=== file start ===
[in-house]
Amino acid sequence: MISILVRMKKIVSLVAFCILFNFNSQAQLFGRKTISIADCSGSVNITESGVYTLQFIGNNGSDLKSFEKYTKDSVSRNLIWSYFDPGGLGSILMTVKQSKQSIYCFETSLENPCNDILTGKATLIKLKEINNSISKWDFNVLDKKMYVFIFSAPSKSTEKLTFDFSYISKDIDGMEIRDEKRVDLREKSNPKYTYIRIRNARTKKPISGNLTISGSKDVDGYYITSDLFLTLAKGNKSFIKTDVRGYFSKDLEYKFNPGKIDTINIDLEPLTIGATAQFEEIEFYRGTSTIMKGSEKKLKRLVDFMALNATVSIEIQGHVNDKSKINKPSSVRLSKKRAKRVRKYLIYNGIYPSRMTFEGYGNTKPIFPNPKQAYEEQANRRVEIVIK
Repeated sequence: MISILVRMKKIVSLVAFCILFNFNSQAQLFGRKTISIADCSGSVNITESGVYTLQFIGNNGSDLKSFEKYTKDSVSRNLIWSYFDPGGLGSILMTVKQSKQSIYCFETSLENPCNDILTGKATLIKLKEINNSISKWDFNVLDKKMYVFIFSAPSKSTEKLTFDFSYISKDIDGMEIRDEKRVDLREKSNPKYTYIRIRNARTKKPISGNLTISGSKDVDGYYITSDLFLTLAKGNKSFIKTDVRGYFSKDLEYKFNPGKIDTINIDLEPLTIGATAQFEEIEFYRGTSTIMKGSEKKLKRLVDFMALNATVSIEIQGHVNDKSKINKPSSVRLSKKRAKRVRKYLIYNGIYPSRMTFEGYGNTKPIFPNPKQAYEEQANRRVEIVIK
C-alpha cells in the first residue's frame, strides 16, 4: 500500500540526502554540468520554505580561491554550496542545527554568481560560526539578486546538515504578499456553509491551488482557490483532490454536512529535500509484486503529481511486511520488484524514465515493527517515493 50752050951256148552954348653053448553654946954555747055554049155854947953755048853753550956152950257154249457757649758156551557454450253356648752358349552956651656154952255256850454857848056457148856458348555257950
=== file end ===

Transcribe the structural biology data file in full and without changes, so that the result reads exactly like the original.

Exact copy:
[in-house]
Amino acid sequence: MISILVRMKKIVSLVAFCILFNFNSQAQLFGRKTISIADCSGSVNITESGVYTLQFIGNNGSDLKSFEKYTKDSVSRNLIWSYFDPGGLGSILMTVKQSKQSIYCFETSLENPCNDILTGKATLIKLKEINNSISKWDFNVLDKKMYVFIFSAPSKSTEKLTFDFSYISKDIDGMEIRDEKRVDLREKSNPKYTYIRIRNARTKKPISGNLTISGSKDVDGYYITSDLFLTLAKGNKSFIKTDVRGYFSKDLEYKFNPGKIDTINIDLEPLTIGATAQFEEIEFYRGTSTIMKGSEKKLKRLVDFMALNATVSIEIQGHVNDKSKINKPSSVRLSKKRAKRVRKYLIYNGIYPSRMTFEGYGNTKPIFPNPKQAYEEQANRRVEIVIK
Repeated sequence: MISILVRMKKIVSLVAFCILFNFNSQAQLFGRKTISIADCSGSVNITESGVYTLQFIGNNGSDLKSFEKYTKDSVSRNLIWSYFDPGGLGSILMTVKQSKQSIYCFETSLENPCNDILTGKATLIKLKEINNSISKWDFNVLDKKMYVFIFSAPSKSTEKLTFDFSYISKDIDGMEIRDEKRVDLREKSNPKYTYIRIRNARTKKPISGNLTISGSKDVDGYYITSDLFLTLAKGNKSFIKTDVRGYFSKDLEYKFNPGKIDTINIDLEPLTIGATAQFEEIEFYRGTSTIMKGSEKKLKRLVDFMALNATVSIEIQGHVNDKSKINKPSSVRLSKKRAKRVRKYLIYNGIYPSRMTFEGYGNTKPIFPNPKQAYEEQANRRVEIVIK
C-alpha cells in the first residue's frame, strides 16, 4: 500500500540526502554540468520554505580561491554550496542545527554568481560560526539578486546538515504578499456553509491551488482557490483532490454536512529535500509484486503529481511486511520488484524514465515493527517515493 50752050951256148552954348653053448553654946954555747055554049155854947953755048853753550956152950257154249457757649758156551557454450253356648752358349552956651656154952255256850454857848056457148856458348555257950